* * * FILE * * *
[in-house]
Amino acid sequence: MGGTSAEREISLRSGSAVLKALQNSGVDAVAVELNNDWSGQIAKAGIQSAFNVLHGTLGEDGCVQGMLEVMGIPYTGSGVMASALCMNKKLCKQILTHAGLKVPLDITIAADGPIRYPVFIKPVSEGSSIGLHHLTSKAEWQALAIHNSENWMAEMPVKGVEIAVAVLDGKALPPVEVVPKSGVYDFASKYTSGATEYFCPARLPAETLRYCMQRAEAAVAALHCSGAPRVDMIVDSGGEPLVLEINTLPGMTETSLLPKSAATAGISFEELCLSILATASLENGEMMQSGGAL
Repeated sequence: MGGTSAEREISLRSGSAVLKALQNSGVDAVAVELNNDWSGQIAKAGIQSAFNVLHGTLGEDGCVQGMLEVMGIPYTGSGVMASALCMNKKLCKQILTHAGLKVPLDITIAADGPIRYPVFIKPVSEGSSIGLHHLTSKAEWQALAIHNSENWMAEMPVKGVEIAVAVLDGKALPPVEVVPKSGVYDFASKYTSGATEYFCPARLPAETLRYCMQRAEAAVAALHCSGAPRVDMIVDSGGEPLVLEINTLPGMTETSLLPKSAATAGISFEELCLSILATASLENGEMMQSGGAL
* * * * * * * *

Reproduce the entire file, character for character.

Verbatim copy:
[in-house]
Amino acid sequence: MGGTSAEREISLRSGSAVLKALQNSGVDAVAVELNNDWSGQIAKAGIQSAFNVLHGTLGEDGCVQGMLEVMGIPYTGSGVMASALCMNKKLCKQILTHAGLKVPLDITIAADGPIRYPVFIKPVSEGSSIGLHHLTSKAEWQALAIHNSENWMAEMPVKGVEIAVAVLDGKALPPVEVVPKSGVYDFASKYTSGATEYFCPARLPAETLRYCMQRAEAAVAALHCSGAPRVDMIVDSGGEPLVLEINTLPGMTETSLLPKSAATAGISFEELCLSILATASLENGEMMQSGGAL
Repeated sequence: MGGTSAEREISLRSGSAVLKALQNSGVDAVAVELNNDWSGQIAKAGIQSAFNVLHGTLGEDGCVQGMLEVMGIPYTGSGVMASALCMNKKLCKQILTHAGLKVPLDITIAADGPIRYPVFIKPVSEGSSIGLHHLTSKAEWQALAIHNSENWMAEMPVKGVEIAVAVLDGKALPPVEVVPKSGVYDFASKYTSGATEYFCPARLPAETLRYCMQRAEAAVAALHCSGAPRVDMIVDSGGEPLVLEINTLPGMTETSLLPKSAATAGISFEELCLSILATASLENGEMMQSGGAL